It can be hard to know how to open up to your friends and family about your mental health struggles. You might feel like you're burdening them, or that they won't understand.

But talking openly and honestly about your mental health is one of the most important things you can do for yourself. It can help you feel more connected to the people around you, and it can also help them better understand and support you.

If you're not sure how to start the conversation, we've got some tips for you. Keep reading for advice on how to talk to your friends and family about your mental health struggles.

Signs You Might Need to Have a Conversation About Mental Health Struggles

Not everyone with mental health struggles wants to talk about it. In fact, some people might not even realise they’re struggling. But there are a few signs you can look for that might mean it’s time to have a conversation about mental health struggles.

If you notice that you or your friend is having a tough time at school, work or home, for example, then it might cause a mental health struggle. If you or your friend is always cancelling plans or seems really down for no reason, that could also be a sign. If you or your friend is thinking or talking about suicide or self-harm, that’s an even bigger sign that help is needed.

No matter what the sign is, it’s always important to remember that you should never ignore your gut feeling. If something doesn’t feel right, it probably isn’t. So listen to your intuition and have that conversation with your friend—they’ll be glad you did.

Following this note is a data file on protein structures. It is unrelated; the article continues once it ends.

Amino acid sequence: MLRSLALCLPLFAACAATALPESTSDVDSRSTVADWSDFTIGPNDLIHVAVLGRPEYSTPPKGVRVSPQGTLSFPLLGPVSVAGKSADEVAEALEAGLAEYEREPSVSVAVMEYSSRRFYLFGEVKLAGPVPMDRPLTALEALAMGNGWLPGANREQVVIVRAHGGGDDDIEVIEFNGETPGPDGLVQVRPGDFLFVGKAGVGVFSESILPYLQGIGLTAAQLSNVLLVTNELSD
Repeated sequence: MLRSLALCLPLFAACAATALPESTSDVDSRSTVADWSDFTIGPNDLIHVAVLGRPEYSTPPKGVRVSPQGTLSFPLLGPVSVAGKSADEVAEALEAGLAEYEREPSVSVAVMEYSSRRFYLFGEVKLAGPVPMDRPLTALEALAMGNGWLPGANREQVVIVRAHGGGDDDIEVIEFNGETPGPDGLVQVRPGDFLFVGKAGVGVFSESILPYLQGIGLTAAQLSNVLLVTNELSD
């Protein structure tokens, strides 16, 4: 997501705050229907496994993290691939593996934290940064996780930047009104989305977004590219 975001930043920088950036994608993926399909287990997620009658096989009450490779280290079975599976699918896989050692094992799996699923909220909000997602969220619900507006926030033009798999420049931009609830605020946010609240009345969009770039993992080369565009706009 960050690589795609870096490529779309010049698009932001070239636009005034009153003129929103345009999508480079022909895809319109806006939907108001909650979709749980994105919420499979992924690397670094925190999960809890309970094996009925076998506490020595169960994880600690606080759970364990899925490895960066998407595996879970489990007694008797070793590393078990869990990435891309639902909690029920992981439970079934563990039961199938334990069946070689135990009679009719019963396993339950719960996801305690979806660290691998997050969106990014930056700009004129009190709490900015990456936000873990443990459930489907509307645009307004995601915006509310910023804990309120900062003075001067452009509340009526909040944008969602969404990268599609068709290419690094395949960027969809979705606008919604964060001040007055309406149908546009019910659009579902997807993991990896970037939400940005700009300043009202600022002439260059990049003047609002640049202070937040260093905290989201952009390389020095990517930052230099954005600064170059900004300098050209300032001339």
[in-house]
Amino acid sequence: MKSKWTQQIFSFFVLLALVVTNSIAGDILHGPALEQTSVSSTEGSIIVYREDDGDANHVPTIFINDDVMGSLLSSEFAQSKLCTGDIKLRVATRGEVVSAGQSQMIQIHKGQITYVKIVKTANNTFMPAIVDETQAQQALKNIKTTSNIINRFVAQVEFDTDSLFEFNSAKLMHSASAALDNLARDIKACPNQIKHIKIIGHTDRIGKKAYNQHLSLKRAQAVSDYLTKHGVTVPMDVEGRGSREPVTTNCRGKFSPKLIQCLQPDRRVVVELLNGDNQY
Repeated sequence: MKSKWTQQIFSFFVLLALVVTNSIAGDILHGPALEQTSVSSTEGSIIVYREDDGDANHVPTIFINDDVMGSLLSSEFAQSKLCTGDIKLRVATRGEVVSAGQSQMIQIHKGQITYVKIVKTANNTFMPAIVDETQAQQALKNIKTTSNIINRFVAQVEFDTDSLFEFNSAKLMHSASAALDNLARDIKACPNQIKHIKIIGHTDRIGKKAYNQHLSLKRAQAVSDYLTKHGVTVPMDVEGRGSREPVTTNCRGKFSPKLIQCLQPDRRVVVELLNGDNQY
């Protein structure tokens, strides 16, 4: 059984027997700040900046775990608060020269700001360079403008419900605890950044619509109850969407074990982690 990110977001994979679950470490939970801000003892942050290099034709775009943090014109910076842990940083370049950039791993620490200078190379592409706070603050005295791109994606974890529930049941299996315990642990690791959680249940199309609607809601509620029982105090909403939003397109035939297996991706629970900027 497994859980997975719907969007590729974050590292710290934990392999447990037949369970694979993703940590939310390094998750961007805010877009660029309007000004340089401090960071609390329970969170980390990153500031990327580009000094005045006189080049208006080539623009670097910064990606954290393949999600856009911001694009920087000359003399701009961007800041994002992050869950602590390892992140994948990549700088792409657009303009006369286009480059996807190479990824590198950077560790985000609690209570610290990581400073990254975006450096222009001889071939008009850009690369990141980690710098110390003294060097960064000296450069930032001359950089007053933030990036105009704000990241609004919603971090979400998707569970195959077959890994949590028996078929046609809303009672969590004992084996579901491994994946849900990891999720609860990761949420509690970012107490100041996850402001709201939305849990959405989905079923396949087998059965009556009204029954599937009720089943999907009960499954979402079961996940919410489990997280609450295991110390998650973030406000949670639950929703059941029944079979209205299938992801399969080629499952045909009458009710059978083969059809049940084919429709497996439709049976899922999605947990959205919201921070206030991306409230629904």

Knowing How to Start the Conversation

Talking openly about our mental health can be really tough. It's something that we often keep to ourselves, partly because we're worried about how others will react, and partly because we're not sure where to start.

But the truth is, it's not as difficult as we make it out to be. All it takes is a bit of courage and a lot of honesty. So don't be afraid to start the conversation with your friends and family. Here are a few tips on how to do it:

  • Be honest and upfront

Don't try to sugar-coat things or make excuses. Just be honest and open about how you're feeling. This will help your friends and family understand what you're going through, and it will also make it easier for them to offer support.

  • Use "I" statements

When talking about your mental health, use "I" statements rather than "you" statements. For example, instead of saying "You're making me so angry," say "I'm feeling really angry right now." This will help keep the conversation positive and constructive.

  • Be patient and understanding

Your friends and family may not fully understand what you're going through, and that's okay. Be patient with them and give them time to learn more about mental health issues. And most importantly, remember that they're just trying to help.

Tips for Communicating Your Needs Effectively

It can be tough to open up about your mental health struggles to your friends and family. You may feel ashamed, embarrassed, or scared that they won't understand. But it's important to remember that they love and care for you, and they want to help.

Here are a few tips for communicating your needs effectively:

  1. Start by telling them that you love them and appreciate their support.
  2. Be honest and direct in your explanation of what you're going through.
  3. Let them know what you need from them, and ask for their help.
  4. Express your gratitude for their support once you've received it.

Questions to Ask Your Friends & Family for Support

When it comes to talking to your friends and family about mental health struggles, it's important to ask for what you need. Talking about tough topics can be difficult, but if you are prepared with clear questions and open-ended language, it can make for a more productive conversation.